The people of Wisconsin would be better served investing that $1.5 billion back into public schools. Because the question still remains, what has Wisconsin received for that $1.5 billion “investment?”

 

Scott Walker Fast-Tracks Tax Dodging Bill for “Special Job Creation Session” with DOR and WMC Support

When Scott Walker released the agenda for his “Special Session” to create jobs in Wisconsin on Wednesday, September 28; there was a piece of Legislation near the bottom of the page which received little attention, but will have lasting effects on the Department of Revenue – and huge rewards for Banks and Corporations. Since the bill had yet to be completed, much less introduced, it was merely listed in the release as a “LRB” number – in this case LRB 2769. As the Bill had not yet been released, it was unavailable for public view, until now. Described as a bill for “Department of Revenue Procedural Changes,” in reality LRB 11-30441[1], and LRB 2769 will hinder the ability of The Wisconsin Department of Revenue to audit, assess penalties, or adopt Administrative Rules to enforce its own tax collection activities, and repeal current transparency statutes. The primary supporter of this bill (as it was in 2005, when a similar bill passed the Assembly, but failed in the senate) is Wisconsin Manufacturers and Commerce. 

An email sent by GOP Senator Rich Zipperer offers the bill to Legislators for co-sponsorship prior to its introduction:

From: Sen.Zipperer
Sent: Friday, September 30, 2011 2:59 PM
To: *Legislative Everyone
Subject: Co-Sponsorship of LRB 11-30441 & LRB 2769: DOR Procedural Changes

  TO:  Legislative Colleagues

  FROM:  Rep. Pat Strachota and Senator Rich Zipperer

 RE:  Co-Sponsorship of LRB 11-30441 & LRB 2769: Department of Revenue Procedural Changes 

DATE: September 30, 2011

 Deadline: Wednesday, October 5, 2011 

 A key component to a vibrant economy is tax certainty.  Wisconsin’s tax laws need to be updated in order to create more predictability for businesses and taxpayers.  This legislation was drafted in part in response to concerns about practices of the Department of Revenue (DOR) uncovered in a 2006 survey of Wisconsin businesses and tax professionals.  It is similar to Assembly Bill 968 of the 2005-2006 legislation session and is supported by DOR.   This bill makes numerous changes to the procedural statutes governing the actions of the Department of Revenue (DOR) in providing advice, conducting audits, imposing penalties, issuing refunds, promulgating administrative rules and litigating tax disputes.   If you would like to co-sponsor this legislation please contact Rep. Strachota (264-8486) Rep.Strachota@legis.wi.gov or Sen. Zipperer (266-9174) Sen.Zipperer@legis.wi.gov

The Legislative Fiscal Bureau Analysis Summary shows clearly that if this bill passes, the Department of Revenue will face greater obstacles to conducting audits, assessing penalties, and collecting taxes owed from previous years – a gift to Banks and Corporations looking to avoid such audits and actions by the State. It will also make it virtually impossible for any review of these records to be conducted – a significant rollback in tax transparency in Wisconsin. It appeared odd that Senator Zipperer states that this bill “…is supported by the DOR.” Until one considers the Secretary of The Department of Revenue is Richard Chandler.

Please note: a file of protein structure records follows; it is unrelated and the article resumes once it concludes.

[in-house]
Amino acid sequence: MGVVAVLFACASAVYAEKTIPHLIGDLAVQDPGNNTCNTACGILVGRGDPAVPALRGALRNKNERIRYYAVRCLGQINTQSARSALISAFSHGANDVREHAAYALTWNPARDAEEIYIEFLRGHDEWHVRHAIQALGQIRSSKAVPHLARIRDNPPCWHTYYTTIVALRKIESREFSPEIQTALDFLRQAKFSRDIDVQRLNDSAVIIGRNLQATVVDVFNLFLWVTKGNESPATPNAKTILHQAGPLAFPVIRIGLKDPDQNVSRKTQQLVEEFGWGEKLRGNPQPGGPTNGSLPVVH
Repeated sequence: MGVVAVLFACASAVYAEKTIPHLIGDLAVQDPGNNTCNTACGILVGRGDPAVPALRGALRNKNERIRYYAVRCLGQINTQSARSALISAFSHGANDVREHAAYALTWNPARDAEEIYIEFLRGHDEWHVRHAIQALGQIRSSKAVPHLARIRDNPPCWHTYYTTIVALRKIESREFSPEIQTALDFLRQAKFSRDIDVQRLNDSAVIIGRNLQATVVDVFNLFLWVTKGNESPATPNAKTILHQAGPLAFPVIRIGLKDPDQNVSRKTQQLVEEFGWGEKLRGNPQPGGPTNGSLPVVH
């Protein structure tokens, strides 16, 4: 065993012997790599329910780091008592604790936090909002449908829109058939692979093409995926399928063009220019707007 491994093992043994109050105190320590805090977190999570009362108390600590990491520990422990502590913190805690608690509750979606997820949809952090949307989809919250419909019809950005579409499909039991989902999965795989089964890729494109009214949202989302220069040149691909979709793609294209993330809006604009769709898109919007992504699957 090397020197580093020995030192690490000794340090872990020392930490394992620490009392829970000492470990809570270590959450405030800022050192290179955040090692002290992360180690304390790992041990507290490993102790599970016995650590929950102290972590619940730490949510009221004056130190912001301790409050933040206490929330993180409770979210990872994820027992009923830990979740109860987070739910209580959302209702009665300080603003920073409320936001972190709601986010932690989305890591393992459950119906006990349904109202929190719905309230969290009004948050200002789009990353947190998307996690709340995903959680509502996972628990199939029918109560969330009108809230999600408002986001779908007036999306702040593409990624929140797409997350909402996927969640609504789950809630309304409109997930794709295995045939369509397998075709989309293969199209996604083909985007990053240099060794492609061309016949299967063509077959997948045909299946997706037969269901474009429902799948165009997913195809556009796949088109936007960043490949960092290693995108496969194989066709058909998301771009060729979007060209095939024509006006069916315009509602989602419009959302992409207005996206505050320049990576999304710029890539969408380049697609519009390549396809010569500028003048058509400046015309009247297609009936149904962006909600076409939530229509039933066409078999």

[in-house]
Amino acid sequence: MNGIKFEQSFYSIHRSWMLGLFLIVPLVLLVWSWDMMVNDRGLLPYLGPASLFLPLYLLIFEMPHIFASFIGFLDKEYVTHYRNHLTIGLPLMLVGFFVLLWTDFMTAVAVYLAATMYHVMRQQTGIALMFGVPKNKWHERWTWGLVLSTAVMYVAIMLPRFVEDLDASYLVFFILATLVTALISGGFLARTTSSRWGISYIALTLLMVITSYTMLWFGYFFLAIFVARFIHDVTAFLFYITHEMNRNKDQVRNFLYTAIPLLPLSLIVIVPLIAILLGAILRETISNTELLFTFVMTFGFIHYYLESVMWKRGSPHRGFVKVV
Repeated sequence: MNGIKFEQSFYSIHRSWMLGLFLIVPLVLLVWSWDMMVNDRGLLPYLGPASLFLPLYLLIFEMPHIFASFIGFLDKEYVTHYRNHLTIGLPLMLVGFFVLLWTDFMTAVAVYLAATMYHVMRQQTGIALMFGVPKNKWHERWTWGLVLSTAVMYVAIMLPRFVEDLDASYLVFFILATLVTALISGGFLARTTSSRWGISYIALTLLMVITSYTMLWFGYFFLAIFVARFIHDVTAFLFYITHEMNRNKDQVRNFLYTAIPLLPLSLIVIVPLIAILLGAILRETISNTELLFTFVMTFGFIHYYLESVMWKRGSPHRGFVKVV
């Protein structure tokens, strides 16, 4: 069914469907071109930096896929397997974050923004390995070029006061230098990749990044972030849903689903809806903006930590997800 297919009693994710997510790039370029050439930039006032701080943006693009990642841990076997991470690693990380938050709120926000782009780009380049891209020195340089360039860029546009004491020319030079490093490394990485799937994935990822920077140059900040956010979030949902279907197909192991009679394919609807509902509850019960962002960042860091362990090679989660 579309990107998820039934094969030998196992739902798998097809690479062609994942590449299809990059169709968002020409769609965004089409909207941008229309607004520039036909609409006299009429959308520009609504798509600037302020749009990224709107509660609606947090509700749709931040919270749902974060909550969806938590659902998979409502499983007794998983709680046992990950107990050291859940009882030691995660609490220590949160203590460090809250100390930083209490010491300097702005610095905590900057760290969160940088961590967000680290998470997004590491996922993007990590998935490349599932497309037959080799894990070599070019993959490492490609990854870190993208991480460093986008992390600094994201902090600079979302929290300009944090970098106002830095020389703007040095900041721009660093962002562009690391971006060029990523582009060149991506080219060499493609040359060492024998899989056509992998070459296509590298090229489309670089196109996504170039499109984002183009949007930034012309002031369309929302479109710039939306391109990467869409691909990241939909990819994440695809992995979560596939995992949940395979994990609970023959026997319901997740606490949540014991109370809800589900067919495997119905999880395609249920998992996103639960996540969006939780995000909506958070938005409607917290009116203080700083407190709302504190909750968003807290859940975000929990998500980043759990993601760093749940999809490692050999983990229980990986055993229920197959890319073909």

Richard Chandler  previously served as Revenue Secretary from 2001-2003 (The McCallum years). After his 2 year stint as DOR Secretary, Chandler started his own Consulting firm in Madison, Chandler Consulting, LLC. As President of Chandler Consulting, LLC, he spent the next 7 years (2003-2010) as a Registered Lobbyist in Wisconsin. Chandler represented high-profile clients – Wisconsin Merchants Federation, Wisconsin Realtors Association, Wisconsin Energy, and Wisconsin Coalition of Virtual School Families (a private charter school advocacy group). As late as 2010, Chandler has advocated in other states (Georgia presentation  2010) for private charter school creation and funding. Chandler is a staunch advocate of Corporate tax “reform” and reducing the tax burden on Corporations as “job creators, ” as evidenced in a paper he wrote for the Wisconsin Policy Research Institute, the conservative think-tank based in Delafield. It should be pointed out that Chandler’s “study” is not peer-reviewed (as is typical for WPRI “studies”), and his references are from other conservative think tanks (such as The Pew Center), Legislative Fiscal Bureau data (for tax information) or newspaper op-ed pages (New York Times). It is no wonder that Chandler would support a bill which would give virtual “tax freedom” to Corporations against audits, penalties, and collections on back taxes to be “job creating,” while closing the door on transparency.

With the appointment of Richard Chandler to Secretary of the Department of Revenue, Scott Walker has a corporate-sympathizer in place who will allow his Department to be an open door for tax dodging. As this bill is not yet formally introduced, no Fiscal Impact Study has been released, but expect it to show a significant loss in revenue for the state. We can certainly expect the net job gain of this bill to be zero – as it is a proven fact that tax breaks for corporations have never created a single job. Walker’s “Special Session” promises more of the same – continued tax breaks and benefits for the Corporate Elite, and special favors expanding the influence of the Corporate Anarchists.

Badger Democracy will update as this bill is analyzed by the Legislative Counsel, and is scheduled for Committee hearings.